Ten years is a long time in the life of every human being. Because time is the most precious gift at our disposal, being of all gifts the most irretrievable, the thought of time possibly lost disturbs us whenever we look back. Time is lost when we have not lived, experienced things, learned, worked, enjoyed, and suffered as human beings. Lost time is unfulfilled, empty time. Certainly that is not what the past years have been. We have lost much, things far beyond measure, but time was not lost. Indeed, the insights and experiences we have gained and of which we have subsequently become aware are only abstractions from reality, from life itself. Yet just as the ability to forget is a gift of grace, so similarly is memory, the repetition of received teachings, part of responsible life. In the following pages I want to try to give an accounting of some of the shared experience and insight that have been forced upon us in these times, not personal experiences, nothing systematically organized, not arguments and theories, but conclusions about human experience—lined up side by side, connected only by concrete experience—that have been reached together in a circle of like-minded people. None of this is new; rather, it is something we have long been familiar with in times gone by, something given to us to experience and understand anew. One cannot write about these things without every word being accompanied by the feeling of gratitude for the community of spirit and of life that in all these years was preserved and shown to be worthwhile.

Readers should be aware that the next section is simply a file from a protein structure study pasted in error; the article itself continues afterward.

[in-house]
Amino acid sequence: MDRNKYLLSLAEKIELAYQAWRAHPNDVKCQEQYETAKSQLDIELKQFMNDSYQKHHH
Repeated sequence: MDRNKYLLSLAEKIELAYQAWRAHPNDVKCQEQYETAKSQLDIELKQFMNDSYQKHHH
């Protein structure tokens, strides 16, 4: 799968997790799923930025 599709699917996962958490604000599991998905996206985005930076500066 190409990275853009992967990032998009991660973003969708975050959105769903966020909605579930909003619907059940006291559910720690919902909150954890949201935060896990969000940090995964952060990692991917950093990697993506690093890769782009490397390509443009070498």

Without Ground under One’s Feet

Have there ever been people in history who in their time, like us, had so little ground under their feet, people to whom every possible alternative open to them at the time appeared equally unbearable, senseless, and contrary to life? Have there been those who like us looked for the source of their strength beyond all those available alternatives? Were they looking entirely in what has passed away and in what is yet to come? And nevertheless, without being dreamers, did they await with calm and confidence the successful outcome of their endeavor? Or rather, facing a great historical turning point, and precisely because something genuinely new was coming to be that did not fit with the existing alternatives, did the responsible thinkers of another generation ever feel differently than we do today?